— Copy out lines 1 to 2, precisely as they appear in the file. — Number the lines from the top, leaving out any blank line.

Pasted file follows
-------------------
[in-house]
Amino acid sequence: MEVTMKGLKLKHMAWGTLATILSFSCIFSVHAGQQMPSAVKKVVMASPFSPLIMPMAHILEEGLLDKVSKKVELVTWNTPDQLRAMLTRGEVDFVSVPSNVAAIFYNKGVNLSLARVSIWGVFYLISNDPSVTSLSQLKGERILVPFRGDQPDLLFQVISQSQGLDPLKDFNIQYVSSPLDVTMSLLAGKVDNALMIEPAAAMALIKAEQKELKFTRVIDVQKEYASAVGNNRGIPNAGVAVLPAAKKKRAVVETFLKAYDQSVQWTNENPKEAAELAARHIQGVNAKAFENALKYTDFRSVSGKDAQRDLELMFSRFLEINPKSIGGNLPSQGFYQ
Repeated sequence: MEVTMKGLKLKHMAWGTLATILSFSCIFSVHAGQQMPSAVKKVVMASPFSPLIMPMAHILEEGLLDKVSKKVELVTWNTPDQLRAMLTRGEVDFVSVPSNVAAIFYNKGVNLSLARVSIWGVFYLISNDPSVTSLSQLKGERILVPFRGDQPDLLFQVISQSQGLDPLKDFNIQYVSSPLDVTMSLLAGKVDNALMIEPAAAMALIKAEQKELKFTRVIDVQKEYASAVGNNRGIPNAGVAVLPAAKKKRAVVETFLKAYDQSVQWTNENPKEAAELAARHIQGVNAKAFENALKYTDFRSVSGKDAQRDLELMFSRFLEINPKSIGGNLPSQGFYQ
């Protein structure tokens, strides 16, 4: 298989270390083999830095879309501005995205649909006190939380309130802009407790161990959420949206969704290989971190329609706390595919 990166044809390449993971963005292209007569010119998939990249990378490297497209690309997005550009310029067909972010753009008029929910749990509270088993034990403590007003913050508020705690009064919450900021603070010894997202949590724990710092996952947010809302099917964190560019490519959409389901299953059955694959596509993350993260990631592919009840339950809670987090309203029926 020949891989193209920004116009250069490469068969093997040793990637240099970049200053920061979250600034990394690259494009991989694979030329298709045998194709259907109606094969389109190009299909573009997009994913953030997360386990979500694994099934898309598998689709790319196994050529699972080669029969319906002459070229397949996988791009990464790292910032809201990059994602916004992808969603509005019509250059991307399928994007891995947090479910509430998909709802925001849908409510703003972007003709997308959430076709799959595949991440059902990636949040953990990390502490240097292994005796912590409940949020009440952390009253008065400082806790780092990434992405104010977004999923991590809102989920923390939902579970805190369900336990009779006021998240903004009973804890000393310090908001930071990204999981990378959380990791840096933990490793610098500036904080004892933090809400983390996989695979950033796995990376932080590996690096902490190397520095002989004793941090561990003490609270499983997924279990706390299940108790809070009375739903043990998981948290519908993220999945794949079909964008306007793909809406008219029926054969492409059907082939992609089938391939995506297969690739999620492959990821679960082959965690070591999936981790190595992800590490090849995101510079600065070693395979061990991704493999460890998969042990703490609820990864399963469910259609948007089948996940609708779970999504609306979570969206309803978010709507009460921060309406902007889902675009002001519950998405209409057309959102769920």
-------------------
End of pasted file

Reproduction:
[in-house]
Amino acid sequence: MEVTMKGLKLKHMAWGTLATILSFSCIFSVHAGQQMPSAVKKVVMASPFSPLIMPMAHILEEGLLDKVSKKVELVTWNTPDQLRAMLTRGEVDFVSVPSNVAAIFYNKGVNLSLARVSIWGVFYLISNDPSVTSLSQLKGERILVPFRGDQPDLLFQVISQSQGLDPLKDFNIQYVSSPLDVTMSLLAGKVDNALMIEPAAAMALIKAEQKELKFTRVIDVQKEYASAVGNNRGIPNAGVAVLPAAKKKRAVVETFLKAYDQSVQWTNENPKEAAELAARHIQGVNAKAFENALKYTDFRSVSGKDAQRDLELMFSRFLEINPKSIGGNLPSQGFYQ